Film review: Broken City

Broken City
Regency Enterprises

STARRING Mark Wahlberg, Russell Crowe, Catherine Zeta-Jones, Barry Pepper, Kyle Chandler, Natalie Martinez, Jeffrey Wright
WRITTEN BY Brian Tucker
PRODUCED BY Randall Emmett, Mark Wahlberg, Stephen Levinson, Arnon Milchan, Teddy Schwarzman, Allen Hughes, Remington Chase
DIRECTED BY Allen Hughes

SHOT BY Ben Seresin
MUSIC BY Atticus Ross, Leo Ross, Claudia Sarne
EDITED BY Cindy Mollo
DISTRIBUTED BY 20th Century Fox

Screened 2012-01-15


Mark Wahlberg plays Billy Taggart, and with a name like that he’s tough and lovable all at once, and the name does explain away his character. Taggart’s an ex-cop. Taggart opened up his own P.I. business in Noo Yawk City and is seven years off the sauce. His live-in girlfriend is a slutty half-caste actress and they appear to have a great relationship – until it disintegrates over the course of a single evening, that is (spoiler alert). His major beef? He wasn’t thrilled about watching her wantonly rut with her co-actor in her Big Break piece of dogshit film, Kiss of Life. The exact words out of his drunken mouth that evening are, “You haven’t once asked about my feelings!” Taggart spends the rest of that night on an alcoholist’s jag, self-destructing down New York’s streets. Course when he is called to assist at a crime scene hours later there’s no evidence of this. What is he investigating? Mayor Russell Crowe hired Taggart to tail his wife, who he claims is sleeping with the campaign manager (Kyle Chandler) of his chief rival and mayoral candidate, and this rival is too much to take: Barry Pepper as Jack fucking Valliant (a name surely penned by a Dark Knight fan). In his first shot, Pepper emerges from a civic building like a wall street asshole, jacket open and cock flopping, surrounded by the chirping press, being the exact same guy you’ve seen many times before (and that’s without even trying).

The dogfight between the two candidates brings out Mayor Russell Crowe’s sinister side – a role Crowe can do very well, but which plays here like televised drama – and pits Mr. Taggart against (in an ingenious turn) sinister land developers the likes of – – Griffin Dunne? Why not, right? I’ve liked Dunne so it’s unfortunate to note that in his scenes with Crowe the chemistry between the two actors is laughable, the fault of which is anybody’s best guess. And the bald black mustached police chief, played by Jeffrey Wright (thankfully in attendance – favoring or just working?), always seems to be coming or going wherever Taggart goes or comes. Taggart at one point, and obviously, confronts the tailed wife who offers to sweep him from her husband’s contract into her own, and she’ll double his fee (I know: Wow). Mrs. Mayor Russell Crowe is played by Catherine Zeta-Jones, she doing a throaty, Kathleen Turner fatale voice – actually I should say “the” throaty Kathleen Turner fatale voice, because it’s almost a certainty that director Allen Hughes told her to do precisely this. It’s the sort of thing that would explain why the major talent in this film are sleepwalking through the motions of an amateur narrative; they’re doing favors for up-and-comers, no bones about it – perhaps screenwriter Brian Tucker is part of Wahlberg’s entourage?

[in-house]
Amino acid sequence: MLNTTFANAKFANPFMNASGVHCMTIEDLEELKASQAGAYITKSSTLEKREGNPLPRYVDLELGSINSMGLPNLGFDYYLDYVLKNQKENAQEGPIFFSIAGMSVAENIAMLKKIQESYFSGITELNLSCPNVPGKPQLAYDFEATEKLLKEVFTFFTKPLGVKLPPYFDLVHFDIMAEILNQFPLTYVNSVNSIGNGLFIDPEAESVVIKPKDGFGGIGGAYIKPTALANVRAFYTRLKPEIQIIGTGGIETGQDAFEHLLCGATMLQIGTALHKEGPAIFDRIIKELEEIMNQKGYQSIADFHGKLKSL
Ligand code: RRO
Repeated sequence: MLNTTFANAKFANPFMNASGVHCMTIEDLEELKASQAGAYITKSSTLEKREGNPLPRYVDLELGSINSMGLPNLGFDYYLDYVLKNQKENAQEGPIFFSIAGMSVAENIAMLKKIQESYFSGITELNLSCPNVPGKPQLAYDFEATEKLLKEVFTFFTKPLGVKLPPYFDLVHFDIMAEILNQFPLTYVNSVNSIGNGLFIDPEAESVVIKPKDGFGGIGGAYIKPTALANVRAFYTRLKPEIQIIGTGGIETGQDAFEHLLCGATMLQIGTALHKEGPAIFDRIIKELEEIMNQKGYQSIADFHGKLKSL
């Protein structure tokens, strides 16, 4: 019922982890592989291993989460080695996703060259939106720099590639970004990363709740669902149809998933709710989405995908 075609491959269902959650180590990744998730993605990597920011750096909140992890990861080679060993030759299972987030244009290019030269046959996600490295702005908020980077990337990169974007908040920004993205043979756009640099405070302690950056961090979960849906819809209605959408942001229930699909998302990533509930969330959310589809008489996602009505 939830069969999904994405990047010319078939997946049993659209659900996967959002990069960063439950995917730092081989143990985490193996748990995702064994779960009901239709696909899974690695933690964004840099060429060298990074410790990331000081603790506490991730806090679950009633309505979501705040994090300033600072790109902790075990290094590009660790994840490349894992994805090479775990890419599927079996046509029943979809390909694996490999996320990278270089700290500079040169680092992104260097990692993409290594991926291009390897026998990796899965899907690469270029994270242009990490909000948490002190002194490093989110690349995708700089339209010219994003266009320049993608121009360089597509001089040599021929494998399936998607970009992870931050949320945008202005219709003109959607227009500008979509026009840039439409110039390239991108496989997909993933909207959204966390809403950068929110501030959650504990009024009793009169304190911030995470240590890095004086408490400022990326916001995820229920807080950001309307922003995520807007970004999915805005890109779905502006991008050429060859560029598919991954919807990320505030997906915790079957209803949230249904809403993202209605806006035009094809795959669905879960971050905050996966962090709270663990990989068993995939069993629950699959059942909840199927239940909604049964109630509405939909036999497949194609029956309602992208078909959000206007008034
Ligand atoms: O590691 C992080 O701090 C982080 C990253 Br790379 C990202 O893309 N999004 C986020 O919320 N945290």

There are more than a few sentiments in this film which emanate from The Street, that will never trust anything that has not come from The Street: big Nasty Corporate Condos are big and nasty; the mayor’s profound thoughts on dogs and cats, “If men are dogs, what does that make women?”; there’s the accepted and chummy homoerotic squirminess, delivered just before a scene where Mrs. Mayor promotes that HRC equals sign (an apology); there’s more than one point where The New York Times is derailed as the rag of “smart assholes” and that “real New Yorkers read the Post” (it would appear to be another instance in which this sentiment has arisen under one of Rupert Murdoch’s media arms). It’s single-mindedness that bores one into agony. Whatever the cause, Broken City is unquestionably an unnecessary film that works detective film clichés 1000 years old, and sucks at it. Visually director Hughes brings about zero to the table – I hope you like over-the-shoulder reverse shots, because you’ll be getting lots of them. There’s a reason why I hadn’t heard anything about this film, a reason why it was absent from – a reason why you must always view a film’s trailer if you’re getting “that feeling.” Oh, heaven, I should’ve known! I should’ve known! Come one, come all, to this Festival of Conventionality! The sights, the sounds, the smells that you’ve already experienced better elsewhere! You think Godard’s pretentious? This shit is pretentious.

written by David Ashley